13. I posted a closure solution in my one and only blog entry:

  14. I just saw this article from the net, and I want to jump in here to say you don’t have to use anonymous inner classes. Just create a new class and place it on the file system like any other. This shouldn’t be such an “evil”, it promotes reusability, and if you think about the idea of closures, that they are very atomic bits of functionality, you’ll realize this is a great thing.

    Also, the Java Commons Collections API can go a bit above inlining hard-coded closures, for instance, the chained closure facility:
    Closure[] closures = { printer, counter, prefixer };
    Closure execute = ClosureUtils.chainedClosure(closures);

    Good to go 🙂

    Ideally you could use alot of closures in succession or under custom designations to implement your business rules.

    I do like my Python list comprehensions, but I’m for reusability 😉

    The only thing that has to happen now is for common collections to take it’s api to the generics level, so we avoid the object cast on it’s way in.

    Neils, you are wrong in suggesting that those are the only other options in terms of getting items out of the closure. You can implement any type of retrieving/extra method you might want. Why not as the primitive instead? Just because you’re in Java doens’t mean you *have* to use an object wrapper at every point.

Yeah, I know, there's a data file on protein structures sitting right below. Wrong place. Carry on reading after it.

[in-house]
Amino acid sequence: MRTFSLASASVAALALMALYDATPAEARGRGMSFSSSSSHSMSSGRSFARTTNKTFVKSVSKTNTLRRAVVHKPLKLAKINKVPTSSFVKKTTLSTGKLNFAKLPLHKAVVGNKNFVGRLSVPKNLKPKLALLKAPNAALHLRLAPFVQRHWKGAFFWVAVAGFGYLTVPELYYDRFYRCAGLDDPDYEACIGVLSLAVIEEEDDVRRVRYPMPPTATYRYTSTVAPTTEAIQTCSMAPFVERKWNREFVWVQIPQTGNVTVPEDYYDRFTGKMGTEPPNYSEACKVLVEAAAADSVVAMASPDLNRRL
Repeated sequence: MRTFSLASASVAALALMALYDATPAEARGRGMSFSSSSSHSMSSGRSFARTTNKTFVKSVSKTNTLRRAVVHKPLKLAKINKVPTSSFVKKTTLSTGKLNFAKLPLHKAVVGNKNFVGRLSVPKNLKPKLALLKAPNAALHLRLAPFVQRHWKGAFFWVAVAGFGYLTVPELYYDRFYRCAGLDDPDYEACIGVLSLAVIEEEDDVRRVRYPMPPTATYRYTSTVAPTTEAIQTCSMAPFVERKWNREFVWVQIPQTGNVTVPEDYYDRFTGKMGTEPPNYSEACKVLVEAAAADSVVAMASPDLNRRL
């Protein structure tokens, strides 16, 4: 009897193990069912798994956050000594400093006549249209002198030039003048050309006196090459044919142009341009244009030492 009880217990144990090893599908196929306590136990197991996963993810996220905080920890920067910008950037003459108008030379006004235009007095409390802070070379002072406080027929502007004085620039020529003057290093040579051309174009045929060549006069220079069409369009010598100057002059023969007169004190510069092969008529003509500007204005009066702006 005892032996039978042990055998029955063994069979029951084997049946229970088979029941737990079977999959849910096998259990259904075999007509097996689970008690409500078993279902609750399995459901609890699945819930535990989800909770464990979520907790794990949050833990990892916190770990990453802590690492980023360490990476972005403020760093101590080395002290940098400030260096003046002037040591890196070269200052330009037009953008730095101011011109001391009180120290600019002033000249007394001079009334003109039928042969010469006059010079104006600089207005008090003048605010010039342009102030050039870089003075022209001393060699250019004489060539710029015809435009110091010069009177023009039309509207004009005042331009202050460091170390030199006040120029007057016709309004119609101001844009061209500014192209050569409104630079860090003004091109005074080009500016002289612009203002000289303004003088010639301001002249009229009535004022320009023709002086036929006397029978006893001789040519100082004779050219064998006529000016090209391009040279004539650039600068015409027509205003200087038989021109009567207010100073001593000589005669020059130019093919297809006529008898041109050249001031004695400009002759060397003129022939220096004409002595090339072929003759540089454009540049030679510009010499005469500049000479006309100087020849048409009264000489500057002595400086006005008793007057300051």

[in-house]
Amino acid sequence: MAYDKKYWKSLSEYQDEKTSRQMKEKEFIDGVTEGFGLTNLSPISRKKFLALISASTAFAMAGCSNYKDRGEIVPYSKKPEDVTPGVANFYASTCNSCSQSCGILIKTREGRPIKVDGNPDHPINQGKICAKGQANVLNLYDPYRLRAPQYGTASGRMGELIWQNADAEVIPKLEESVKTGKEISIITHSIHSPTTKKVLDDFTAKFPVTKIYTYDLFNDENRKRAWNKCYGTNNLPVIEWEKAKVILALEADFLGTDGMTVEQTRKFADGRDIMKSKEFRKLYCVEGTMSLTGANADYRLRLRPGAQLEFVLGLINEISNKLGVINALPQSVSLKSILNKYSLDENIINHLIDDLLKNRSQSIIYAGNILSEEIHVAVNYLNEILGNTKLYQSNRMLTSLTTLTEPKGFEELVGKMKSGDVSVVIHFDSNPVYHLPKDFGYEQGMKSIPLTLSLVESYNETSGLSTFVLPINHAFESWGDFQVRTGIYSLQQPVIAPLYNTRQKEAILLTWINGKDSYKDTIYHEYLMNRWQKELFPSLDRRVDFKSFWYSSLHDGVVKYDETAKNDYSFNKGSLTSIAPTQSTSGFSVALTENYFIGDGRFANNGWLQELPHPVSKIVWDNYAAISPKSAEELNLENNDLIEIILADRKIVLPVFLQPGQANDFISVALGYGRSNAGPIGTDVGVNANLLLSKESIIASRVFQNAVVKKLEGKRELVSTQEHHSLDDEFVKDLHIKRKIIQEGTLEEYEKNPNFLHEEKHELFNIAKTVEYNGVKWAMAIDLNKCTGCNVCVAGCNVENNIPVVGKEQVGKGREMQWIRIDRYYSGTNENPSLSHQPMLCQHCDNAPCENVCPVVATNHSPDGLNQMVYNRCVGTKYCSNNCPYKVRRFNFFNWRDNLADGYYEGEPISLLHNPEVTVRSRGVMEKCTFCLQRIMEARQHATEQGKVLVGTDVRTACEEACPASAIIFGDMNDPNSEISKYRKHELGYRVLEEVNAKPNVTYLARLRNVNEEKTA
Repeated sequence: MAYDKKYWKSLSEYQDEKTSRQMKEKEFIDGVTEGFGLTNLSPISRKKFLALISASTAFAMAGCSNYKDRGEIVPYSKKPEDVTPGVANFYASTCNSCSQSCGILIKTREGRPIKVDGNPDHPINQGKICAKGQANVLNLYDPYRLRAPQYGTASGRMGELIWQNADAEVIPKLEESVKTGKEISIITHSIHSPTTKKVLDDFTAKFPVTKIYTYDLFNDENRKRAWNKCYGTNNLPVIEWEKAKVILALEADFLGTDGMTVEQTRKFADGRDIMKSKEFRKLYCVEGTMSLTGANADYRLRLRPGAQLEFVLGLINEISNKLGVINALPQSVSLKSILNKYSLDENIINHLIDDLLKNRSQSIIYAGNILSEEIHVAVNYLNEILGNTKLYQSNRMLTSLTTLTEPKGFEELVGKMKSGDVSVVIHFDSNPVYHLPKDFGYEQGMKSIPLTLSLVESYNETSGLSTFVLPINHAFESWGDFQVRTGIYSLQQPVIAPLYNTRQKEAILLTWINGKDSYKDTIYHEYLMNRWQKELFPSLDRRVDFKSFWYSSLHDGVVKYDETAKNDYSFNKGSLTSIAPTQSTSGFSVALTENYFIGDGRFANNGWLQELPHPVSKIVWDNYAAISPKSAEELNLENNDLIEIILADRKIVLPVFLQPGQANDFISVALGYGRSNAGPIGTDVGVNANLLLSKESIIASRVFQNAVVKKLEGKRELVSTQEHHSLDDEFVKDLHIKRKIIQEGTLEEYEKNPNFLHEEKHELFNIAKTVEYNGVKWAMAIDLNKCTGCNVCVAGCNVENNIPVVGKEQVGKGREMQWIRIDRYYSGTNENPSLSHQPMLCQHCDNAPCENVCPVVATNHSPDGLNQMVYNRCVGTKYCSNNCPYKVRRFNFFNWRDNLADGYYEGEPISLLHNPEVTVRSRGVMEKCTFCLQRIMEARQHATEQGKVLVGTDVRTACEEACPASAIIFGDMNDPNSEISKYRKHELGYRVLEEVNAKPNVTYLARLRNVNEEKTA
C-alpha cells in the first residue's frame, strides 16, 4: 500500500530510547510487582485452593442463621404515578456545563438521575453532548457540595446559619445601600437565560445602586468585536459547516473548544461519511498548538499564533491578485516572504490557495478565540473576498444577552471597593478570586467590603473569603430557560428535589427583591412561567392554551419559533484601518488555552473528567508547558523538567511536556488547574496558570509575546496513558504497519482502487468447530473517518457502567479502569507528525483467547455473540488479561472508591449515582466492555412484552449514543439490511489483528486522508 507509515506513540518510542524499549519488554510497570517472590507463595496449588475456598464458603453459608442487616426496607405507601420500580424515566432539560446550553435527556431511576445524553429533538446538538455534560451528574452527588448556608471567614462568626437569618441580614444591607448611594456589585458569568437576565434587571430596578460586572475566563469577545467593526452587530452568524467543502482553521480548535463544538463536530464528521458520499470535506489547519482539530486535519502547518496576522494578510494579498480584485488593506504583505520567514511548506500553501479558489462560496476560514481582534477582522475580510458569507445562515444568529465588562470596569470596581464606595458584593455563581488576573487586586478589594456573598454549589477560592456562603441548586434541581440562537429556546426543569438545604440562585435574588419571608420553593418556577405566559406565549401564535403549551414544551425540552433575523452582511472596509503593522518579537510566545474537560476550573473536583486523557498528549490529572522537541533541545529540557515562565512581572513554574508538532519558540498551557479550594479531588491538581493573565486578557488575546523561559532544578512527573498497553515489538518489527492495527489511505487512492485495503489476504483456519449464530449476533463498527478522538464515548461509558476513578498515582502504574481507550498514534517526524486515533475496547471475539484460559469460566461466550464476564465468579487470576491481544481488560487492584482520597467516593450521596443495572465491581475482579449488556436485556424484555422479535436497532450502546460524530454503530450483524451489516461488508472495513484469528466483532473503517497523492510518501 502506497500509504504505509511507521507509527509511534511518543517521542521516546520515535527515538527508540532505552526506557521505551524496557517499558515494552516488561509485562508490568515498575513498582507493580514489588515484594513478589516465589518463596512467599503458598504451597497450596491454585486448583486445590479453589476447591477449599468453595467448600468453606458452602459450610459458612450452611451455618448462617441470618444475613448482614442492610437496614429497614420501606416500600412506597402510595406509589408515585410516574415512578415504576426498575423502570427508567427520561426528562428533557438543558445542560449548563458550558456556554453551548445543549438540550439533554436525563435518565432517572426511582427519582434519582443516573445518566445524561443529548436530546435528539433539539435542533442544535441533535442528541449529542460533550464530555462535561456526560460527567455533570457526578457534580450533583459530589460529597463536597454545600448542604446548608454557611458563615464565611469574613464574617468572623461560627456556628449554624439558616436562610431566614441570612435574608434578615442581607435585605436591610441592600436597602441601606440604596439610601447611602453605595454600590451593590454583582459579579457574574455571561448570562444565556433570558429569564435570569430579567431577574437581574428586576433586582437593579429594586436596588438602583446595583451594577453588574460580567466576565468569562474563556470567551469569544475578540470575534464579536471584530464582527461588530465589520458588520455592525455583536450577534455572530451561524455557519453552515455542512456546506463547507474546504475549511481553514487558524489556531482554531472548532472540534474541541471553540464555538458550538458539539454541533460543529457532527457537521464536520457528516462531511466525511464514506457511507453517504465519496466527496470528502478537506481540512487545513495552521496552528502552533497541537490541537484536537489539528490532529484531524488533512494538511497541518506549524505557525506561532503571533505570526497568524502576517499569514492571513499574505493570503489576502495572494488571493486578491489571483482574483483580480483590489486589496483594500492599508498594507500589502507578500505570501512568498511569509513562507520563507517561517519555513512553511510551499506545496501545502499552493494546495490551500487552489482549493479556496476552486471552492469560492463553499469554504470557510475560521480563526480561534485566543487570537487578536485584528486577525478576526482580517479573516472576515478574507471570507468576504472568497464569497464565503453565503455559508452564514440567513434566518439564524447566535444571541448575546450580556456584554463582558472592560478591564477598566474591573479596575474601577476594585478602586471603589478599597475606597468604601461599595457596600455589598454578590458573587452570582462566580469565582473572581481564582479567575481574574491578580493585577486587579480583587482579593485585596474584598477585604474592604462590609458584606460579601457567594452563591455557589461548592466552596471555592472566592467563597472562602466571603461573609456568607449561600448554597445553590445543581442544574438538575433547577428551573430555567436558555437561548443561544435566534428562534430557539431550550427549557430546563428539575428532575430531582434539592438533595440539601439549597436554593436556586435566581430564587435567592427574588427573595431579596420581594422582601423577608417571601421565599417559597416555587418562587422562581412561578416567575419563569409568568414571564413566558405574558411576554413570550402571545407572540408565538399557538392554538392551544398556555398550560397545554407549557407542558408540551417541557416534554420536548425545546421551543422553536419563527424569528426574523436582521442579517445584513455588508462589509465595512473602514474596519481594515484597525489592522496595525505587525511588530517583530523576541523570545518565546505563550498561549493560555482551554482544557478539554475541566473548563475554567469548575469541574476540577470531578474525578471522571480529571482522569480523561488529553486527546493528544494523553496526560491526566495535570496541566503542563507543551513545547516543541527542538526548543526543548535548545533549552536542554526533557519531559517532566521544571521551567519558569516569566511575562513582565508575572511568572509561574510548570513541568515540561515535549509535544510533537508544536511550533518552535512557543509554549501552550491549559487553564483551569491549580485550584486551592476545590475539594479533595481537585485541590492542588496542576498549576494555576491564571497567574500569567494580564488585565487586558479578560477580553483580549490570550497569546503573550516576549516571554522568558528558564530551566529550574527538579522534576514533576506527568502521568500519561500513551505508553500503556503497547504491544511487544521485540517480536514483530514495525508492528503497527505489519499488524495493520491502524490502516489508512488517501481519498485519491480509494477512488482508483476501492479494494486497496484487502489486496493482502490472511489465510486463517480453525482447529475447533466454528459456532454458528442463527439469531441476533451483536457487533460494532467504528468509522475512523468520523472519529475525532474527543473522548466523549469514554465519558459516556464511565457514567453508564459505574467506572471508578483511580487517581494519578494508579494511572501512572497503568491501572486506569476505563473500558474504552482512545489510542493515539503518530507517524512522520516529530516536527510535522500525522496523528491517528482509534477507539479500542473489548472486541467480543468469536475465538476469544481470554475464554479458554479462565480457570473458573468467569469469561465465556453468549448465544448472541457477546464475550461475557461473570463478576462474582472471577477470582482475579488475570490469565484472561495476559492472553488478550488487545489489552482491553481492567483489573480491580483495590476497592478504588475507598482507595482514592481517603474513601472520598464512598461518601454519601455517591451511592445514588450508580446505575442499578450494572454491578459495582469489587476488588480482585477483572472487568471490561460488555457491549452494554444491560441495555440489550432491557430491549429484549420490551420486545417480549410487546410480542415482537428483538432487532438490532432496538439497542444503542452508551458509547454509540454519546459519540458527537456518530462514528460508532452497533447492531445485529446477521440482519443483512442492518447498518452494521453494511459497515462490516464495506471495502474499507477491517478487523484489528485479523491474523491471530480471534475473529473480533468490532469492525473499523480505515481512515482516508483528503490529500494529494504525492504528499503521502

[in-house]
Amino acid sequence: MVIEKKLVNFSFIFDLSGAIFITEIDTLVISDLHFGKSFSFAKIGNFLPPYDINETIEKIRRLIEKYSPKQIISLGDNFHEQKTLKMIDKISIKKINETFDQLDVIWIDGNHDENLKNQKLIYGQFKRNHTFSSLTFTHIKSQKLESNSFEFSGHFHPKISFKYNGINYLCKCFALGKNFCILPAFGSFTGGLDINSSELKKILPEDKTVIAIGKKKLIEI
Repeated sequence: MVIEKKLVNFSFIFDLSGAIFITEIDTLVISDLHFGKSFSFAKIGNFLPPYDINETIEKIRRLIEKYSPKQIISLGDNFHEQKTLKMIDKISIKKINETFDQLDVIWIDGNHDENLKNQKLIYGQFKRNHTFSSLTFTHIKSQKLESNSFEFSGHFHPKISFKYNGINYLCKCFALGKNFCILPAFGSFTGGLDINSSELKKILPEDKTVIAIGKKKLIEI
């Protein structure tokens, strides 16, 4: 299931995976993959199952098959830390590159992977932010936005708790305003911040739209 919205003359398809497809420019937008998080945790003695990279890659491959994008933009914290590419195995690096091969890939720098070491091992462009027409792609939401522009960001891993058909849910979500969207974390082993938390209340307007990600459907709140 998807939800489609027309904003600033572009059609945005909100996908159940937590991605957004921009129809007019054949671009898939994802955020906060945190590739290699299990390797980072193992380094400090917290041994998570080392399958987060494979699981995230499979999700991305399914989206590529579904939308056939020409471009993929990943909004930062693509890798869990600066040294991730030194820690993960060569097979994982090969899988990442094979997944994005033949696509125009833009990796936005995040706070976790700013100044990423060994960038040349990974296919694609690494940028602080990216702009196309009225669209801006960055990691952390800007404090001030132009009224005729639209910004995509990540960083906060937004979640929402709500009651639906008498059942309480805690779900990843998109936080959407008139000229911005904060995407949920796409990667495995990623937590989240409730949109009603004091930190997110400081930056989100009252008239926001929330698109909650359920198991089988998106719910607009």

The key focal point is that you begin to see collections as things to operate on, instead of things to manually loop through, and then suddenly, the world of Java is full of one-liners 😉

  15. Ivan: I totally agree with your conclusion. I’m not completely sure about your solution (to create a new class instead of the anonymous inner class), but I’ll certainly try how it works out. It won’t be one-liners though if you need to get data into and out of the closure…

  16. […] Following up on my recent post on Ruby and Rails’ enterprise-readiness, we might want to rethink any strategies comparing or opposing Ruby with Java. Don’t get me wrong: Ruby is a breeze where Java is a mouldy draught; Ruby is a butterfly where Java is an ostrich; Ruby makes you smile where Java is often a maniacal grin. But also they’re both gusts of air, both have wings, both evoke emotion. Both are object oriented languages, both have classes, and methods, and instance variables, and structured in-code documentation, and closures (more or less), both are pass-by-reference-by-value, both have apis for Lists and Maps and Files and Regexps… The list goes on and on. […]